Even if you're taking vitamin K2 and ubiquinol, you still have to address the fact that you cannot make ketones, because you cannot take a ketone supplement. Ultimately, this has cardiovascular consequences as well, because your heart is the most mitochondrial-dense tissue in your body. If you deprive your cardiac tissue of fuel, by definition you impair your cardiovascular health.
Ubiquinol Benefits Heart Failure Patients
Heart failure is nearly at epidemic levels. There's a specific physiological condition called diastolic dysfunction where your ventricle hardens. As a result, your heart cannot properly refill with blood during diastole. This can eventually progress to heart failure. Unfortunately, many who have this condition don't even know it. There are markers that can be used to screen for it though, including NT-proBNP and GGT.
"There are a couple of papers out there now that talk about actual physician experience with patients with heart failure. They had some of these patients on CoQ10, and then they ended up switching to ubiquinol because of the better absorption. But the bottom line is that they saw a reversal in the New York Heart Association class.
That's the New York Heart Association's way of rating the severity of the disease. They see reductions in the severity of the disease. They see improvement in the ejection fraction, which is a measure of how well the heart is working in patients ... This is one of the other fantastic benefits of ubiquinol and something that both doctors and patients should know about,"Schulman says.
I personally think all heart failure patients should be on ubiquinol. To me, failure to do so is medical negligence. When it comes to heart health, a more general benefit is that ubiquinol also acts as an antioxidant in your blood, where it prevents the oxidation of LDL cholesterol, thereby helping prevent atherosclerosis. This is another important heart health function of ubiquinol.
Suggested Dosing Recommendations
Dosing requirements will vary depending on your individual situation and needs, but some general guidelines can still be made. As a general rule, the sicker you are, the more you need. According to Schulman, the highest amount she's seen used in a research setting was 600 milligrams (mg) per day, and that was for severely ill people.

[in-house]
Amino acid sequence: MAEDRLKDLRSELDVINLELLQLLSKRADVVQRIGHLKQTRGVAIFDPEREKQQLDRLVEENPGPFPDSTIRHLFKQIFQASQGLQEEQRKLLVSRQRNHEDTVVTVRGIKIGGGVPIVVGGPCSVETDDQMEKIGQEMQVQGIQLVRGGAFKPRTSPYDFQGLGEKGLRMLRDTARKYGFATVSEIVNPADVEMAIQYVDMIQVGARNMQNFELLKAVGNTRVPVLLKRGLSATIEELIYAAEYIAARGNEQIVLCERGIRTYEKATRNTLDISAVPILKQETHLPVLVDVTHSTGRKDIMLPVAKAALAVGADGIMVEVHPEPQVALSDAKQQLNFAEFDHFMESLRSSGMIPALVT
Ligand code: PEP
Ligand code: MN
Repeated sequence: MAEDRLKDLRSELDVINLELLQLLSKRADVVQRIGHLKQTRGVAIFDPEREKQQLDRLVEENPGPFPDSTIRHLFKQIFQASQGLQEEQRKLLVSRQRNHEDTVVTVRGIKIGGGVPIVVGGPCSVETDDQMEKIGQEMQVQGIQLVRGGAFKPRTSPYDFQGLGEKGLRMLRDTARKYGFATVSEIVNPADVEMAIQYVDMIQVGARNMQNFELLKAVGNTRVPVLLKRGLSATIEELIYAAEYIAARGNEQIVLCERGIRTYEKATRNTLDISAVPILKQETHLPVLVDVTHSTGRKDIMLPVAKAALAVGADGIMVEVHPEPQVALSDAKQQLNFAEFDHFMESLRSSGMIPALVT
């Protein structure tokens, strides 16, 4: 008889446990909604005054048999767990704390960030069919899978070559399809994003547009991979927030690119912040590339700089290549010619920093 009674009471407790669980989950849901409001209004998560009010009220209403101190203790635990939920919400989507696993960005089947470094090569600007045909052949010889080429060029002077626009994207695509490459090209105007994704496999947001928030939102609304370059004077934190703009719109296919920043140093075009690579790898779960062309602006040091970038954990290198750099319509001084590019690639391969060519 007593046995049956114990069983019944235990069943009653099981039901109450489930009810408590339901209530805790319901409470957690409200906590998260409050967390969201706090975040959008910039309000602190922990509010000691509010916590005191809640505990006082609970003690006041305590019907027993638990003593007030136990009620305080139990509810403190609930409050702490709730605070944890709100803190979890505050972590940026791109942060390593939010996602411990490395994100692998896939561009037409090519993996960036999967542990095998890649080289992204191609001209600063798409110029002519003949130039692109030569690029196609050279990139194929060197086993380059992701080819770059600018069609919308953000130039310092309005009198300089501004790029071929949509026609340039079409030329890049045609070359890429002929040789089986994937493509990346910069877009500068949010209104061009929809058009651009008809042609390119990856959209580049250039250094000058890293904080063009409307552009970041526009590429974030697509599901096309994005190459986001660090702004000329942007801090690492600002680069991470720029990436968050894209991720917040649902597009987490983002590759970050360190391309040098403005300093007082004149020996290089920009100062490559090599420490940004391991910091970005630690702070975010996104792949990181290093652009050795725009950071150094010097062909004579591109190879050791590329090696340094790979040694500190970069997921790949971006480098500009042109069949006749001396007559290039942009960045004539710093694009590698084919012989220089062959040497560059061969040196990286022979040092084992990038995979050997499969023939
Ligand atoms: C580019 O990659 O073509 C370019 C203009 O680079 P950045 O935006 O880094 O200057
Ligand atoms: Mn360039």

If you're just starting out with ubiquinol, start with 200 to 300 mg per day. Within three weeks, your plasma levels will typically plateau to its optimum level. After that, you can go down to a 100 mg/day maintenance dose. This dose is typically sufficient for healthy people. If you have an active lifestyle, exercise a lot, or are under a lot of stress due to your job or "life" in general, you may want to increase your dose to 200 to 300 mg/day.
Remember, if you're on a statin drug you MUST take at least 100 to 200 mg of ubiquinol or CoQ10 per day, or more. To address heart failure and/or other significant heart problems you may need around 350 mg per day or more. Ideally, you'll want to work with your physician to ascertain your ideal dose. Your doctor can do a blood test to measure your CoQ10 levels, which would tell you whether your dose is high enough to keep you within a healthy range.
CoQ10 (or ubiquinol) is also appropriate for those with other chronic diseases besides heart problems, such as diabetes, amyotrophic lateral sclerosis (ALS), chronic fatigue and autism for example. Ideally, you'll want to split the dose up to two or three times a day, rather than taking it all at once, as this will result in higher blood levels.
Other dosing guidelines, as presented by Dr. Stephen Sinatra (a board-certified cardiologist, and a prominent expert in the field of natural cardiology) include:
Hypertension, 200 mg/day
World class athletes who need extra ATP turnover, 300 to 600 mg/day
Heart transplant or severe congestive heart failure (CHF), 300 to 600 mg/day in divided doses
Arrhythmia, 200 mg/day
Typical athletes, 100 to 300 mg/day
Mitral valve prolapse, a combination of 400 mg magnesium and 100 to 200 mg of ubiquinol